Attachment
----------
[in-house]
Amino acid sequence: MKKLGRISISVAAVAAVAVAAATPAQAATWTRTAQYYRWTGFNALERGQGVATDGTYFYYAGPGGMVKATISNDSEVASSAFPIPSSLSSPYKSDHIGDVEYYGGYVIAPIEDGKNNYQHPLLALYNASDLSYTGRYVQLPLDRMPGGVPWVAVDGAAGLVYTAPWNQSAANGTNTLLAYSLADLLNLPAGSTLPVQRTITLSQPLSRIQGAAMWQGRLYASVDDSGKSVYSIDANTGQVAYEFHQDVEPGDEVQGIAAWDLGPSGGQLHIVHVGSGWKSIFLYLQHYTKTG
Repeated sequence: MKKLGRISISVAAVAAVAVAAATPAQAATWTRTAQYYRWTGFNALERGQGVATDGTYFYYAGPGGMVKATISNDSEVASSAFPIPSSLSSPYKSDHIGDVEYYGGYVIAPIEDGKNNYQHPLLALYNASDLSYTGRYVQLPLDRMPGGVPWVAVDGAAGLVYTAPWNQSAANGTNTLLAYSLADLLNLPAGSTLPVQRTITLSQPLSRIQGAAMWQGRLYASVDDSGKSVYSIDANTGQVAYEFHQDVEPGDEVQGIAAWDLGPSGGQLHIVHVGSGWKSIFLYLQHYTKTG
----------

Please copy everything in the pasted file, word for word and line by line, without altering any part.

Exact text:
[in-house]
Amino acid sequence: MKKLGRISISVAAVAAVAVAAATPAQAATWTRTAQYYRWTGFNALERGQGVATDGTYFYYAGPGGMVKATISNDSEVASSAFPIPSSLSSPYKSDHIGDVEYYGGYVIAPIEDGKNNYQHPLLALYNASDLSYTGRYVQLPLDRMPGGVPWVAVDGAAGLVYTAPWNQSAANGTNTLLAYSLADLLNLPAGSTLPVQRTITLSQPLSRIQGAAMWQGRLYASVDDSGKSVYSIDANTGQVAYEFHQDVEPGDEVQGIAAWDLGPSGGQLHIVHVGSGWKSIFLYLQHYTKTG
Repeated sequence: MKKLGRISISVAAVAAVAVAAATPAQAATWTRTAQYYRWTGFNALERGQGVATDGTYFYYAGPGGMVKATISNDSEVASSAFPIPSSLSSPYKSDHIGDVEYYGGYVIAPIEDGKNNYQHPLLALYNASDLSYTGRYVQLPLDRMPGGVPWVAVDGAAGLVYTAPWNQSAANGTNTLLAYSLADLLNLPAGSTLPVQRTITLSQPLSRIQGAAMWQGRLYASVDDSGKSVYSIDANTGQVAYEFHQDVEPGDEVQGIAAWDLGPSGGQLHIVHVGSGWKSIFLYLQHYTKTG